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Englewood school is fourth in Chicago to adopt longer class day

Updated: September 9, 2011 1:38AM



An Englewood elementary school has become the fourth in the city to buck the Chicago Teachers Union and agree to add 90 minutes to the school day.

As ministers rallied Thursday at City Hall and Chicago aldermen prepared to join them by approving a resolution in favor of the longer school day, teachers at Benjamin Mays Elementary, 838 W. Marquette, overwhelmingly agreed to work 90 minutes longer, beginning in January.

The 81 percent vote handed another symbolic victory to Mayor Rahm Emanuel in his quest to move up the timetable on his signature education initiative — instituting a longer school day and school year

Emanuel lobbied the Illinois General Assembly to approve the longer school day and school year, but he can’t implement it this year without union approval to do so citywide or authorization from teachers to do so at individual schools.

After rescinding a 4 percent pay raise tied to the teachers contract, schools chief Jean-Claude Brizard offered to give 2 percent back, but only to elementary school teachers who agreed to work 90 minutes longer this school year.

The Chicago Teachers Union rejected that offer, but Emanuel, refusing to take “no” for an answer, has worked with Brizard to rally parents and ministers behind the immediate change while attempting to pick off individual schools one by one.

Last week, Genevieve Melody Elementary, Skinner North Elementary and STEM Magnet Academy became the first Chicago schools to defy the teachers union and agree to the longer class day. On Thursday, when Benjamin Mays Elementary joined that movement, a delighted Emanuel called the school’s principal to commend her for her “courage.”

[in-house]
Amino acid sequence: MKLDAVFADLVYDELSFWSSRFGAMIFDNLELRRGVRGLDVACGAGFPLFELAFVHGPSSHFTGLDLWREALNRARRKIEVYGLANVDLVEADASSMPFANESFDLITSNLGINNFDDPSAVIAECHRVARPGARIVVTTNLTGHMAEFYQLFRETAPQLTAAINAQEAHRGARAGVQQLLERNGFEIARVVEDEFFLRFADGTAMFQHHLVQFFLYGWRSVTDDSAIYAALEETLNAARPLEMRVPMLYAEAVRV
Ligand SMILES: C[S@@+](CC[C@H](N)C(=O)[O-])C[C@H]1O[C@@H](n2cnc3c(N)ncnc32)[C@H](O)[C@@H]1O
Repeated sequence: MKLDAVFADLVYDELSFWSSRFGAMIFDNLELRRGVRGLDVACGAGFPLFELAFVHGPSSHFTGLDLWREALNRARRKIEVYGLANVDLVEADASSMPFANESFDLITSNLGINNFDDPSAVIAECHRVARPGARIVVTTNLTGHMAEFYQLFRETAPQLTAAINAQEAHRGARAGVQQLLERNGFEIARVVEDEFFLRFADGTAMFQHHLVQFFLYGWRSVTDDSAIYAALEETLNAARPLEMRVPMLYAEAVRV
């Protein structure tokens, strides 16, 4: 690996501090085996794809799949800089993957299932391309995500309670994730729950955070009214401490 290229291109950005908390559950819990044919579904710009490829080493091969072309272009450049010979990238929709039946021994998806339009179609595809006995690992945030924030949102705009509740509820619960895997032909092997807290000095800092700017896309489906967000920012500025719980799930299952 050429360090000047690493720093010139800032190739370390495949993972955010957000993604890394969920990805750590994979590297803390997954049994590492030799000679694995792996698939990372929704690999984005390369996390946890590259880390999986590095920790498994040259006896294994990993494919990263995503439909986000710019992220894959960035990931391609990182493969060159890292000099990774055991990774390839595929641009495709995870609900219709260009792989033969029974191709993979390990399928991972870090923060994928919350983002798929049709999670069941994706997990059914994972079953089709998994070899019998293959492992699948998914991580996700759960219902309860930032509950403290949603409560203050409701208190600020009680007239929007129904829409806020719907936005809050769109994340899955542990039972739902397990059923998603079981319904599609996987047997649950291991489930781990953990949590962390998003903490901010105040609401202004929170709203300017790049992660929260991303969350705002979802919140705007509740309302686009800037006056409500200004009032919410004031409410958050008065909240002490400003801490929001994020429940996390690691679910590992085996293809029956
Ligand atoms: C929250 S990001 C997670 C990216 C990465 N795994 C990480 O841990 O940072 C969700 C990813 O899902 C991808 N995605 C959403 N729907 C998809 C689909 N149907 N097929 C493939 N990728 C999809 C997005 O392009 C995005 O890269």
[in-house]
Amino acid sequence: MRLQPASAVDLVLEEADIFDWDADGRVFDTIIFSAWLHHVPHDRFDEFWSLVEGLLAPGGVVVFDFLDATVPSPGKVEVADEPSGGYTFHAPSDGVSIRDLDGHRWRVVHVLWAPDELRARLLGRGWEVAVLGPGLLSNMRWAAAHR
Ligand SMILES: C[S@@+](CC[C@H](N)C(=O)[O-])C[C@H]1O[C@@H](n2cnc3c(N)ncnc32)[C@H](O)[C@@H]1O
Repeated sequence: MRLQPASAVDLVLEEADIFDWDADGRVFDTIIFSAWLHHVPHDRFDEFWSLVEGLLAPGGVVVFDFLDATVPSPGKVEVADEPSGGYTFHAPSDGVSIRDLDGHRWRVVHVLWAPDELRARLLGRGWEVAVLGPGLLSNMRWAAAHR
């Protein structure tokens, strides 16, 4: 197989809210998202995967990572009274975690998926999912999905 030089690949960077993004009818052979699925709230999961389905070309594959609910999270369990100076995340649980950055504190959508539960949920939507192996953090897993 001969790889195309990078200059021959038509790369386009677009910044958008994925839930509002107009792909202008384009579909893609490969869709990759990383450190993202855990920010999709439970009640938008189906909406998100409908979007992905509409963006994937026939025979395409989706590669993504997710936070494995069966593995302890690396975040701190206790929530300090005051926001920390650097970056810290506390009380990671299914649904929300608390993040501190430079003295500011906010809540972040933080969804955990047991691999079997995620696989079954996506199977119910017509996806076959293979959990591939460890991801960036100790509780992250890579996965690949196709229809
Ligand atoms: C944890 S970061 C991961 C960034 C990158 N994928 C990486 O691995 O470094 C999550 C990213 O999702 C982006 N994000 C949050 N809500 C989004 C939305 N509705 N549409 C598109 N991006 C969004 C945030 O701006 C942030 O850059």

In exchange for working a longer day, teachers at the four schools have accepted a lump sum equal to 2 percent of the average teacher salary in the district. That works out to $1,275 for teachers at Skinner and STEM and $800 for teachers at Melody and Mays because they are adopting the longer day later in the school year, Skinner and STEM will also each receive $150,000 to help cover the cost of moving to the longer day, Carroll said. Melody and Mays are set to get $75,000 each.

Union leaders have accused Emanuel and Brizard of using old-style Chicago ward plantation politics,” including “pressure, coercion and bribing” to convince small groups of teachers at individual schools to sign waivers.

CTU Vice President Jesse Sharkey has also questioned how school board members could fail to find the money to fund previously negotiated 4 percent teacher raises — worth $80 million — if Brizard now contends he could find, if necessary, $15 million to $30 million for a longer school day pilot program this year.

The union is exploring whether legal action is possible, based on a pay raise recision vote that lacked “good faith,” Sharkey said.

Board members can cancel a raise if they have a “reasonable expectation” that the school system can’t afford it but not “if you don’t feel like it or there’s something else you want to do with the money,” Sharkey said earlier this week.

The School Board and the teachers union have been involved in a high-profile and nasty battle over a longer school day. Last week, the CTU rejected an offer of a 2 percent raise for elementary school teachers in exchange for working the longer day to begin in January. At the time, CTU President Karen Lewis said teachers would not be “bullied” by public attempts to ram through a slapdash plan.

Emanuel and Brizard are eager for the longer day to begin this year, saying students are being cheated — getting 10,000 fewer minutes of classroom time annually than the national average.

Thursday’s City Council vote in favor of a longer school day is aimed at supporting teachers at the four schools — and others who may join them — -who are “taking a ton of heat” for bucking their union, a top mayoral aide said.

Emanuel, Brizard and School Board President David Vitale issued a joint statement applauding Mays Elementary teachers for “investing in our children’s future.”

“This is another historic step forward in bringing the change we need to help our children get the world class education they deserve in every community,” the statement said.



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